Debugging the mobile web, iPhone and iPad apps from your desktop

This article aims to demonstrate how to debug an Aria Templates web application being browsed from an iPhone, iPad, or another touch enabled device whilst using your desktop computer with a remote web inspector called “Weinre”.

Weinre?

Weinre was created by Patrick Mueller of IBM back in 2010 as a prototype web inspector and is now an open source project which is a part of the Apache Cordova project.  Weinre stands for WEb INspector REmote, and is a web inspector that can debug a web page running in a WebKit browser window on a different machine.  This means it can be extremely useful when debugging iPhone and iPad apps that contain HTML and CSS.

Here is an illustration of how Weinre works:

  • the target – web page being debugged
  • the client – web inspector code running as a web page
  • the agent – HTTP server allowing the target and client to communicate

Weinre and Aria Templates

Weinre is now a part of the phone gap project, and there is now a public agent (HTTP server) available to use allowing the target and client to communicate.  It is possible to set up a separate HTTP server to act as the agent but for the purposes of this article we will be using the PhoneGap HTTP server.

Here’s how to use the PhoneGap HTTP server together with Aria Templates touch detection, and weinre to provide remote debugging for touch devices easily:

  • Firstly add the following dependencies to the root module controller:
  •     /**
        * Aria Templates Example Application Root Module Controller
        */

        Aria.classDefinition({
            $classpath : "apps.apidocs.main.AppModule",
            $extends : "aria.templates.ModuleCtrl",
           $implements : ["apps.apidocs.main.IAppModule"],
           $dependencies : ["aria.touch.Event", "aria.utils.ScriptLoader", "aria.utils.QueryString"]

    aria.touch.Event : will be used for the touch detection
    aria.utils.ScriptLoader : will be used to load the weinre script
    aria.utils.QueryString : will be used to extract the weinre url parameter

  • Now within the root module controller init method add the the following check for touch detection and the weinre URL parameter, to know whether to inject the weinre script or not, ensuring the weinre script will only be loaded when it is actually needed:
  •     $prototype : {

            $publicInterfaceName : 'apps.apidocs.main.IAppModule',

            /**
            * Init method. It loads the weinre script if:
            * - being browsed by a touch capable device
            * - weinre url paramter has been defined
            */

            init : function () {
                // weinre: remote web inspector
                if (aria.touch.Event.touch) {
                    var weinre = aria.utils.QueryString.getKeyValue("weinre");
                    if (weinre) {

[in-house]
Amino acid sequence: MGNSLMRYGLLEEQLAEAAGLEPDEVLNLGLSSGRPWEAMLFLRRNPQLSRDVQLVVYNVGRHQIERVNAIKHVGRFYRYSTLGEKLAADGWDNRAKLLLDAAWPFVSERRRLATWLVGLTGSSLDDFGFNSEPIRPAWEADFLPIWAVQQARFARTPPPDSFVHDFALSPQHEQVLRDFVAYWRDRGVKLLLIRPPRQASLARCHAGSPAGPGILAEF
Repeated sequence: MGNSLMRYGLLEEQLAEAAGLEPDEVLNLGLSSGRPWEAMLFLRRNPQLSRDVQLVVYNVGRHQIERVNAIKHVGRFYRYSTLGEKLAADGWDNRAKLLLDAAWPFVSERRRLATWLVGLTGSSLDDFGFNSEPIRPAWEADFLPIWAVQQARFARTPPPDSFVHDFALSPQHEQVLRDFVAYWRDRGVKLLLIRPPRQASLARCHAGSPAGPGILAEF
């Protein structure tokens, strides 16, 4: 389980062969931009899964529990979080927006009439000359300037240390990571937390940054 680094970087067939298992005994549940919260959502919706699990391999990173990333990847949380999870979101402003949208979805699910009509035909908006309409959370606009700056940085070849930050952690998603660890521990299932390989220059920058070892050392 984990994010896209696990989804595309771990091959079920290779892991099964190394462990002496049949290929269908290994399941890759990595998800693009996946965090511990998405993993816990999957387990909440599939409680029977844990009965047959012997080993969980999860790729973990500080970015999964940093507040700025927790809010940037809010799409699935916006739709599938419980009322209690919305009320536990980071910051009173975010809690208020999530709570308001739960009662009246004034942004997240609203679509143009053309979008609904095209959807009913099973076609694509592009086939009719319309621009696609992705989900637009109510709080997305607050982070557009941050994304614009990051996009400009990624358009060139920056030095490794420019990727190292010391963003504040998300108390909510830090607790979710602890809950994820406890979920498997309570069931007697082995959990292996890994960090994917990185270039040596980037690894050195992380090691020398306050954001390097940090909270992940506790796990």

// inject the weinre script
                        var source = "http://debug.phonegap.com/target/target-script-min.js#guid:" + weinre;
                        aria.utils.ScriptLoader.load([source]);
                    }
                }
            }

And that’s it for the code part, now lets browse the web page on the iPhone or iPad and debug using a desktop computer.

A small demonstration…

For this demonstration we shall open a browser using an iPhone or an iPad and go to: http://ariatemplates.com/aria/guide/apps/apidocs/#aria.core.JsObject?weinre=AT1.1-28

    Note: this could also be an iPhone or iPad application that is a native container for a web application, in this case you would need to append the weinre URL parameter from within the app itself and then launch the app on the device.

Then on a different machine open a web browser and go to http://debug.phonegap.com/client/#guid:AT1.1-28

    You should now see the following screenshot from the desktop computer browser:

Now you can click on elements within weinre and start to traverse the dom where you will see on the iPhone or iPad these elements in the page being highlighted.

You can also inspect the CSS and change in almost real time the property values, switching styles on and off, or even edit the HTML directly. As a change is made you can watch on your iPhone or iPad your page or app update.

And as can be seen here the background color for the tree panel on the left has been changed for the browsing touch device:

One response on “Debugging the mobile web, iPhone and iPad apps from your desktop

  1. winster Team Member
    on 4 December 2013, 11:57 am

    Weinre is good but has got several limitations. One of the
    major disadvantage is the lack of detecting the media queries. If
    you want to debug iPhone or iPad apps, you don’t need Weinre. iOS6
    onwards remote debugging is enabled in Safari browser. Simply
    connect your device to mac and enable remote debugging in Safari
    browser and you can see your device in the list. You can select
    your device and start debugging.

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